January 2, 2013

Pennsylvania governor to sue over NCAA fines

Details of the legal action over the stiff sanctions against Penn State were to be announced Wednesday.

The Associated Press

HARRISBURG, Pa. - Gov. Tom Corbett said Tuesday he plans to sue the NCAA in federal court over stiff sanctions imposed against Penn State University in the wake of the Jerry Sandusky child sexual abuse scandal.

The Republican governor scheduled a Wednesday news conference on the Penn State campus in State College to announce the antitrust filing in U.S. District Court in Harrisburg.

The sanctions, which were agreed to by the university in July, included a $60 million fine that would be used nationally to finance child abuse prevention grants. The sanctions also included a four-year bowl game ban for the university's marquee football program, reduced football scholarships and the forfeiture of 112 wins but didn't include a suspension of the football program, the so-called death penalty.

The governor's office announced the news conference late Tuesday afternoon. His spokesman did not respond to repeated calls and emails seeking to confirm a Sports Illustrated story that cited anonymous sources saying a lawsuit was imminent.

Corbett's brief statement did not indicate whether his office coordinated its legal strategy with state Attorney General-elect Kathleen Kane, who is scheduled to be sworn in Jan. 15.

Kane, a Democrat, ran on a vow to investigate why it took state prosecutors nearly three years to charge Sandusky, an assistant under former football coach Joe Paterno. Corbett was the attorney general when that office took over the case in early 2009 and until he became governor in January 2011.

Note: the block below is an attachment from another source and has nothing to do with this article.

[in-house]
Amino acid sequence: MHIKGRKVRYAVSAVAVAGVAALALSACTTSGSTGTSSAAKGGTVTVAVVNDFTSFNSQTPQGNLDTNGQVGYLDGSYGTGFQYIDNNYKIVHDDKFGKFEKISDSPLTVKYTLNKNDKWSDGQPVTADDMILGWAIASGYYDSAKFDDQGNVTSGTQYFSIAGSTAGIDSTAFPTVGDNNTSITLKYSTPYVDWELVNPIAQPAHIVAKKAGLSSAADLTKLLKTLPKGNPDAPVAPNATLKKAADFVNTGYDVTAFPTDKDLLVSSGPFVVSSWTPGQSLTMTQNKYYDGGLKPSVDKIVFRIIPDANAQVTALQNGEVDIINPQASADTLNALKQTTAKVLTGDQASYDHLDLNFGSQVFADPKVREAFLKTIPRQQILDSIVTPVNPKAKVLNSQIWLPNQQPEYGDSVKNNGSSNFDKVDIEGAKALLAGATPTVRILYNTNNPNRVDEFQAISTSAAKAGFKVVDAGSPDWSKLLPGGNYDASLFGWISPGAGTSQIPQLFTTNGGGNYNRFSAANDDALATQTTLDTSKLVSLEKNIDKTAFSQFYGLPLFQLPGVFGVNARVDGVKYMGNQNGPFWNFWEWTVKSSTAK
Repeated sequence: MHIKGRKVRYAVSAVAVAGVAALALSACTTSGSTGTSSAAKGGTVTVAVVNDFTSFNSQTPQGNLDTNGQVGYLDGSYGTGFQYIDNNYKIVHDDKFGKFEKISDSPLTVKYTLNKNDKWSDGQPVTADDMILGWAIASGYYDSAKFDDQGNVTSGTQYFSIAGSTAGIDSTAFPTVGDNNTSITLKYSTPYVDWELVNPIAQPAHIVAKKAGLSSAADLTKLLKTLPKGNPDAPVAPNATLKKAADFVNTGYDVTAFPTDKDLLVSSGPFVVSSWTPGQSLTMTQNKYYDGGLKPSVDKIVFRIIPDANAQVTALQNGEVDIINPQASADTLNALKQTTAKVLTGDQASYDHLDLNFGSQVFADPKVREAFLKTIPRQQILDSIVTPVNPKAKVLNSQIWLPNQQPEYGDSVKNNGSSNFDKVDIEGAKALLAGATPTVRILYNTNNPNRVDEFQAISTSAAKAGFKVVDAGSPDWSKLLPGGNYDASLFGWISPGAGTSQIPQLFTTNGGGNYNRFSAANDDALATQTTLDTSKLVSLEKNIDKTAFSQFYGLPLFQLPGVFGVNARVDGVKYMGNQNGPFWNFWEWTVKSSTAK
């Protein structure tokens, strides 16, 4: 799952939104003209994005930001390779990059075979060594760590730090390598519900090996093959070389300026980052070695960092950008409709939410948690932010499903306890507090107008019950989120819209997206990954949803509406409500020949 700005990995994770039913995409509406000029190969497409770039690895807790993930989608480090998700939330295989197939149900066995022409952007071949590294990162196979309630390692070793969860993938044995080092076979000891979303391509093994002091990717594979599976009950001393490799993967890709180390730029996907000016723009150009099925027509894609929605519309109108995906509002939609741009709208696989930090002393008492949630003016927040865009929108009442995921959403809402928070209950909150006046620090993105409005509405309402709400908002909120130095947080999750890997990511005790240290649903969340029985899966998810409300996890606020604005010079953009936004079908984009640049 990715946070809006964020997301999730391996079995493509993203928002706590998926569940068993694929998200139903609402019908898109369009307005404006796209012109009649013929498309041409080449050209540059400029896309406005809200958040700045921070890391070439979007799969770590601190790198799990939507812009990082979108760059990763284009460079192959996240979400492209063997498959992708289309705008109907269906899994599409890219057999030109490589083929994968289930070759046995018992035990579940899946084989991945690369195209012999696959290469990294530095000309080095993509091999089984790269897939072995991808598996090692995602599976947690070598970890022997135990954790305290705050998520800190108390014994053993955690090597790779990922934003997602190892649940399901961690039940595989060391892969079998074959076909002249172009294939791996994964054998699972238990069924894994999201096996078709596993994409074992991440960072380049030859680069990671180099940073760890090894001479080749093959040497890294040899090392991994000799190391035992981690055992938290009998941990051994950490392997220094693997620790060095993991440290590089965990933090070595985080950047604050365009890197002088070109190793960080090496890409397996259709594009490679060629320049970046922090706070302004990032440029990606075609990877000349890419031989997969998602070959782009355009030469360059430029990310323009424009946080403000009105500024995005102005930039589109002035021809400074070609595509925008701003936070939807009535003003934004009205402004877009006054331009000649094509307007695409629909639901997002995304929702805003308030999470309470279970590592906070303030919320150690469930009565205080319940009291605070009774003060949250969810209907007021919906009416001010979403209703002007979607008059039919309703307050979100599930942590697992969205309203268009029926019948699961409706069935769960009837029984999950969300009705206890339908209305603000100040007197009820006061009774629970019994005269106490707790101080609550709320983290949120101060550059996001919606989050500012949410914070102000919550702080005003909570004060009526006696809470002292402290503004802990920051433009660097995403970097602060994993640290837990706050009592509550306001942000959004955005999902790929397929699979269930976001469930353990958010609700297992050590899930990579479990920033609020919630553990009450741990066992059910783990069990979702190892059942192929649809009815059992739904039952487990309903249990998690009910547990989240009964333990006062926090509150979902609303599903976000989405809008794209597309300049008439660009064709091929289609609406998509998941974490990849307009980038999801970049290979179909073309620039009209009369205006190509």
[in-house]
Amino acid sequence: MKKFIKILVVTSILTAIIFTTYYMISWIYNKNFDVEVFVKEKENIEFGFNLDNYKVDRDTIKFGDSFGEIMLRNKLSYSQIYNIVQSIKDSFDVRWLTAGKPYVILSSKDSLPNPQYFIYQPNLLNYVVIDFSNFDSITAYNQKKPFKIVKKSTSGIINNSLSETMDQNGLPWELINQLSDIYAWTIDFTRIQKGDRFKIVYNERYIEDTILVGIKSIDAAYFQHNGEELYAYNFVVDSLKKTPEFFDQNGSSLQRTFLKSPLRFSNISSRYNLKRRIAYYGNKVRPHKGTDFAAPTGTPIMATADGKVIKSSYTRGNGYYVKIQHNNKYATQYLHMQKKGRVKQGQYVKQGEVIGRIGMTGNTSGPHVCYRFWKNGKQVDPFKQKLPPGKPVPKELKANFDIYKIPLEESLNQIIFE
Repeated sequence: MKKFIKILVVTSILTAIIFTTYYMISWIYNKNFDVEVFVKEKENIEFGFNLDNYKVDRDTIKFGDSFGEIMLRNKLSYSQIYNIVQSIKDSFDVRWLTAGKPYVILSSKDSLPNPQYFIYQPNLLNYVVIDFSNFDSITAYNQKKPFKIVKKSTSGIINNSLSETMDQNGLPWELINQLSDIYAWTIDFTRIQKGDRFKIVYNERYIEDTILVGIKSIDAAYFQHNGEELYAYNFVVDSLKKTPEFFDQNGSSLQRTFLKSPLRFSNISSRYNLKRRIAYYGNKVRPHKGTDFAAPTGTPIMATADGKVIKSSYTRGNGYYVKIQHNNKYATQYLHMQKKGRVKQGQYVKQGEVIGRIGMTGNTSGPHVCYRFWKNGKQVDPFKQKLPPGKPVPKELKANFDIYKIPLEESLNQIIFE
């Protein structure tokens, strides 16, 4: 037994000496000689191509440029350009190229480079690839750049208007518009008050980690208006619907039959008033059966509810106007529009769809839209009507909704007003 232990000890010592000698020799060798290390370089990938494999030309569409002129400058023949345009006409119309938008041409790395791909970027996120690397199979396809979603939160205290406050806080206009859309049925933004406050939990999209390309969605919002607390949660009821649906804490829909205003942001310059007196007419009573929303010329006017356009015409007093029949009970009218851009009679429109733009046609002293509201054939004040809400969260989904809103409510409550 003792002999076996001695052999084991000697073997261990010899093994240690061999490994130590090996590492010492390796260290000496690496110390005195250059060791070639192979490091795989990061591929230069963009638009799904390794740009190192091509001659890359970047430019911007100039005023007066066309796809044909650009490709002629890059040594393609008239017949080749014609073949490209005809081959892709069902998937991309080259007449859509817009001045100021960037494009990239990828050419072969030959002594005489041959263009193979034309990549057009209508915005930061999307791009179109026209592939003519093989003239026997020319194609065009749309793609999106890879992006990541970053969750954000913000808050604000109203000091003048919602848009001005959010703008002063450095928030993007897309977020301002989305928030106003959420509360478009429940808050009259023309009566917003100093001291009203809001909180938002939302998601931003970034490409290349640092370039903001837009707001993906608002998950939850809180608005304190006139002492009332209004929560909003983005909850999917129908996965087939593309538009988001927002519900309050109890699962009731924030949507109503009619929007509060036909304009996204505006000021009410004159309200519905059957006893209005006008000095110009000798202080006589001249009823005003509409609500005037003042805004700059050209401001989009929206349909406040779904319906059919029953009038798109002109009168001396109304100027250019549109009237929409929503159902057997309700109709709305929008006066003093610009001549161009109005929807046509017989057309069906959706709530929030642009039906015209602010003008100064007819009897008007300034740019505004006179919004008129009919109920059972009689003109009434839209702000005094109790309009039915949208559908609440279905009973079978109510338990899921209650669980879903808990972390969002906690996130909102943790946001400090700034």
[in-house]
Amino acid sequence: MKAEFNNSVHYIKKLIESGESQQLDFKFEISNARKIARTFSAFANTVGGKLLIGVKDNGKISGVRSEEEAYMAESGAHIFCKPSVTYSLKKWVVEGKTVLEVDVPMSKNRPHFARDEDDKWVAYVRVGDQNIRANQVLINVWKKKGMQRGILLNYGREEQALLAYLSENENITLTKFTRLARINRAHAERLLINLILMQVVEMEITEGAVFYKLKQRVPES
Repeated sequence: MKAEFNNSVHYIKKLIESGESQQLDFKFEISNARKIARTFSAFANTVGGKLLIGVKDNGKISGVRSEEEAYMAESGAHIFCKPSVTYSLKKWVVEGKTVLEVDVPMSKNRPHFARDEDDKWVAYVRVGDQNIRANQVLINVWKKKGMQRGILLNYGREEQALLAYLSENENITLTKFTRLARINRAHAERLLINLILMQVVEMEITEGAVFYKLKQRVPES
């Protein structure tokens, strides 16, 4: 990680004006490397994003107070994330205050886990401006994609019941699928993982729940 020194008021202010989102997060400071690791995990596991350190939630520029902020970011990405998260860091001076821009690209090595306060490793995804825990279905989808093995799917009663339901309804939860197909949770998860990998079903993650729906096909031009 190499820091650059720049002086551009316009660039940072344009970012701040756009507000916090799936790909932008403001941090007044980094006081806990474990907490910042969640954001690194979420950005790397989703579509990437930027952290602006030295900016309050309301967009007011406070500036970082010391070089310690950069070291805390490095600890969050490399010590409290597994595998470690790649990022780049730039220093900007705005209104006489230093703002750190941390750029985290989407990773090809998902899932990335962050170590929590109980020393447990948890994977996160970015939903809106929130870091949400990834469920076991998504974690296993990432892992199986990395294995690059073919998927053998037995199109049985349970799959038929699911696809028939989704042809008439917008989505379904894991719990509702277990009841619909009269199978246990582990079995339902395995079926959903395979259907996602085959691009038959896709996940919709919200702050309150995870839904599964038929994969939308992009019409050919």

State and congressional lawmakers from Pennsylvania have objected to using the Penn State fine to finance activities in other states. Penn State has already made the first $12 million payment, and an NCAA task force is deciding how it should be spent.

The NCAA, which did not respond to calls seeking comment Tuesday, has said at least a quarter of the money would be spent in Pennsylvania.

Republican U.S. Rep. Charlie Dent called that an "unacceptable and unsatisfactory" response by the NCAA to a request from the state's U.S. House delegation that the whole $60 million be distributed to causes within the state.

 

Were you interviewed for this story? If so, please fill out our accuracy form

Send question/comment to the editors




Further Discussion

Here at PressHerald.com we value our readers and are committed to growing our community by encouraging you to add to the discussion. To ensure conscientious dialogue we have implemented a strict no-bullying policy. To participate, you must follow our Terms of Use.

Questions about the article? Add them below and we’ll try to answer them or do a follow-up post as soon as we can. Technical problems? Email them to us with an exact description of the problem. Make sure to include:
  • Type of computer or mobile device your are using
  • Exact operating system and browser you are viewing the site on (TIP: You can easily determine your operating system here.)